Navigating Insurance and Benefits as a New EmployeeNovember 11, 2020
Starting a new job can be an exciting experience. However, after you begin, there’s a good chance you’ll be confronted with a bunch of paperwork detailing types of employee benefits and asking you to make decisions about insurance and retirement plans.
Understanding job benefits is an important part of making sure that you get more from your employment. Here’s what you need to know about how to choose the right benefits for you.
The first rule of employee benefits is to sign up for the company retirement plan. Many workplaces offer a 401(k), but you might also see a 403(b) or 457(b) plan. Smaller workplaces might offer to help you contribute to an IRA.
No matter what this plan is called, however, a retirement plan is one of the most important types of employee benefits because it allows you to receive a tax benefit as you save for your future. Some employers offer a matching contribution. If your company will match a portion of your contribution, it often makes sense to adjust your paycheck so you get the maximum match.
For example, let’s say your company will match 100% of your contribution, up to 3% of your income. If that’s the case, you want to try to have 3% of your income withheld from your paycheck each month in order to take full advantage of this benefit. You can increase your contributions later, but if you’re just starting out, it can make sense to at least get your full match. As your finances improve, you can increase your retirement contributions or start investing in other ways.
When considering the importance of employee benefits, health insurance is at the top of the list. The cost of healthcare continues to rise, and a company that provides access to less-expensive health insurance can be very valuable.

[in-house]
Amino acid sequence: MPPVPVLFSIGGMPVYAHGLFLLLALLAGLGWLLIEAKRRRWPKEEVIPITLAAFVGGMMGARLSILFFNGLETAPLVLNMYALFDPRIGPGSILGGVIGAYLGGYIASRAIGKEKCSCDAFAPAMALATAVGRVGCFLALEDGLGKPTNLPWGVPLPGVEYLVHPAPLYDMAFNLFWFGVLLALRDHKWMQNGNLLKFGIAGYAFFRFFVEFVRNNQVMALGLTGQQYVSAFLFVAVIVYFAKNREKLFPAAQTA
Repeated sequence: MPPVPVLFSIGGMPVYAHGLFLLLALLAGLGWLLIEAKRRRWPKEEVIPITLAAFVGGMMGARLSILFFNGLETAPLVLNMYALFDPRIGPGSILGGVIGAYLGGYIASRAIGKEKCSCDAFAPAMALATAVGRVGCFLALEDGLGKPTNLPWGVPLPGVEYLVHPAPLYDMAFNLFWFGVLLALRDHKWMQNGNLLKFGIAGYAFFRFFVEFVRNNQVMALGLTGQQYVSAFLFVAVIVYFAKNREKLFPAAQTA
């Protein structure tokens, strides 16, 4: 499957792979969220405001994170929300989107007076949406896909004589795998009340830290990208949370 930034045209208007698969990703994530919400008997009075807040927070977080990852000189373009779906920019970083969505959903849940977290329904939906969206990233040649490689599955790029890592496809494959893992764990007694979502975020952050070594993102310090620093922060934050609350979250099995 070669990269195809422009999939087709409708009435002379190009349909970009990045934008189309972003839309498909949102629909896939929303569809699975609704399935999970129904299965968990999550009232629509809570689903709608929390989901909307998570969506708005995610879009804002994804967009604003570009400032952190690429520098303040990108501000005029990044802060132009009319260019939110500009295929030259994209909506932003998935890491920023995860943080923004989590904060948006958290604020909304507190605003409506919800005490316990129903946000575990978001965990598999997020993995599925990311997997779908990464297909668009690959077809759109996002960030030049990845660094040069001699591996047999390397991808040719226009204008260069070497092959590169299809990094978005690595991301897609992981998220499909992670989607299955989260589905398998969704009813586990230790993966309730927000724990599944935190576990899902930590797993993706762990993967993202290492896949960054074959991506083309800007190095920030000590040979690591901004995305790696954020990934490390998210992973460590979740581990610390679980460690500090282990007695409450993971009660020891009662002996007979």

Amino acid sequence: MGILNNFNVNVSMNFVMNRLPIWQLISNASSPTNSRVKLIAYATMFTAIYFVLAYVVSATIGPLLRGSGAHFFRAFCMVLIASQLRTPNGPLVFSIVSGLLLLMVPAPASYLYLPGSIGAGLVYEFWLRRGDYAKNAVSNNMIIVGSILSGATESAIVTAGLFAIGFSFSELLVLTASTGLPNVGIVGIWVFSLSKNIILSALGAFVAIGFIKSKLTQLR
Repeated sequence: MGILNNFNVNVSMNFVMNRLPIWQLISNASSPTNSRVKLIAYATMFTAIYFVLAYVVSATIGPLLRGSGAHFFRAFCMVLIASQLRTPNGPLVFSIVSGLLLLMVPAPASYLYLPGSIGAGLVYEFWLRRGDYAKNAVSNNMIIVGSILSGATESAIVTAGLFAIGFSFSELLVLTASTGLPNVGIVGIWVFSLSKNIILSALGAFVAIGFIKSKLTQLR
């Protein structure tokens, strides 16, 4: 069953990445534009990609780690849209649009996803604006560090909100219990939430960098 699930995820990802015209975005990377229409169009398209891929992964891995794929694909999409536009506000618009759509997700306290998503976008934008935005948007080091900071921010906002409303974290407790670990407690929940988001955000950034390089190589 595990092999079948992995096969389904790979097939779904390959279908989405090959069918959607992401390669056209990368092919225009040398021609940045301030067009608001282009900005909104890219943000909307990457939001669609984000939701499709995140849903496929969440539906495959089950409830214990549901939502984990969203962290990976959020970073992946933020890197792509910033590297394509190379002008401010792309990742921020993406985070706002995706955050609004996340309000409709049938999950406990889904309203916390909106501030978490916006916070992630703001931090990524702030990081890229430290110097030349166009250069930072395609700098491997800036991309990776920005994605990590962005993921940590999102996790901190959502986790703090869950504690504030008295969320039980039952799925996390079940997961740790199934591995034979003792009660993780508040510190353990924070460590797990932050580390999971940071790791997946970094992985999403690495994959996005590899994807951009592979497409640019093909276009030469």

Review your own health needs and situation as you look at different health plan options. When deciding how to choose the right benefits for healthcare, it has a lot to do with cost, as well as your individual needs. If you don’t have a lot of need for medications or a chronic condition that requires ongoing treatment, you might be able to get a lower-cost plan with less coverage and higher out-of-pocket requirements.
On the other hand, if you have more healthcare needs, employer health insurance can help. You might need a more expensive plan, but it’s likely to be more affordable than trying to get coverage on your own.
Health Savings Accounts (HSAs)
In recent years, more companies are offering health insurance plans that come with HSAs. An HSA allows you to save for health care costs over time. You can have some of your paycheck set aside in a special account that allows your money to grow tax-free. You do have to meet certain requirements to qualify — including a plan that has a high deductible. If you can afford to pay more out of pocket due to a high deductible, one of these plans can be useful.
For those who might not be able to get a high-deductible plan, a Flexible Spending Account (FSA) can be a good health-related benefit. It, too, comes with tax benefits. However, the main drawback to the FSA is that you might have to use the money or lose it, while HSA funds always roll over from year to year.